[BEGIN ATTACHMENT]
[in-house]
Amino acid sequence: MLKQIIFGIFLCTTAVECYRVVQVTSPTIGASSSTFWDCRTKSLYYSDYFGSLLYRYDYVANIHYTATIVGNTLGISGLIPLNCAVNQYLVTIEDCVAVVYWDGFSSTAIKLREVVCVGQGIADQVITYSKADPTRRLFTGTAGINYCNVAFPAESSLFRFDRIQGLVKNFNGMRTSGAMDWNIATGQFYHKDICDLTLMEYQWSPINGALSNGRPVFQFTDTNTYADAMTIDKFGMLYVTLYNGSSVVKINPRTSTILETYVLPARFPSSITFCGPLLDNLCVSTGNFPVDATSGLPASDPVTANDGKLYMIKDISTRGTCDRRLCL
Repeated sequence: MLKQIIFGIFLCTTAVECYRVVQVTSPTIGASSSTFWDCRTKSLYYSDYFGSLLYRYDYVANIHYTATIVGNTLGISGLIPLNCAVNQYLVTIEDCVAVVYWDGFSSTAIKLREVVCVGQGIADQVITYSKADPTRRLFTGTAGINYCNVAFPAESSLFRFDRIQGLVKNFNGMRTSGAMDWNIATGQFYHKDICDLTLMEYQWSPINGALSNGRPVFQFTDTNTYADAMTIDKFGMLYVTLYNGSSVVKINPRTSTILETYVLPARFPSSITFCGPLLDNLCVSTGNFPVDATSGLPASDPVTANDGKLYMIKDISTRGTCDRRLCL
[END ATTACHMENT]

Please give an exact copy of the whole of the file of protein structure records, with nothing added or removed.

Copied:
[in-house]
Amino acid sequence: MLKQIIFGIFLCTTAVECYRVVQVTSPTIGASSSTFWDCRTKSLYYSDYFGSLLYRYDYVANIHYTATIVGNTLGISGLIPLNCAVNQYLVTIEDCVAVVYWDGFSSTAIKLREVVCVGQGIADQVITYSKADPTRRLFTGTAGINYCNVAFPAESSLFRFDRIQGLVKNFNGMRTSGAMDWNIATGQFYHKDICDLTLMEYQWSPINGALSNGRPVFQFTDTNTYADAMTIDKFGMLYVTLYNGSSVVKINPRTSTILETYVLPARFPSSITFCGPLLDNLCVSTGNFPVDATSGLPASDPVTANDGKLYMIKDISTRGTCDRRLCL
Repeated sequence: MLKQIIFGIFLCTTAVECYRVVQVTSPTIGASSSTFWDCRTKSLYYSDYFGSLLYRYDYVANIHYTATIVGNTLGISGLIPLNCAVNQYLVTIEDCVAVVYWDGFSSTAIKLREVVCVGQGIADQVITYSKADPTRRLFTGTAGINYCNVAFPAESSLFRFDRIQGLVKNFNGMRTSGAMDWNIATGQFYHKDICDLTLMEYQWSPINGALSNGRPVFQFTDTNTYADAMTIDKFGMLYVTLYNGSSVVKINPRTSTILETYVLPARFPSSITFCGPLLDNLCVSTGNFPVDATSGLPASDPVTANDGKLYMIKDISTRGTCDRRLCL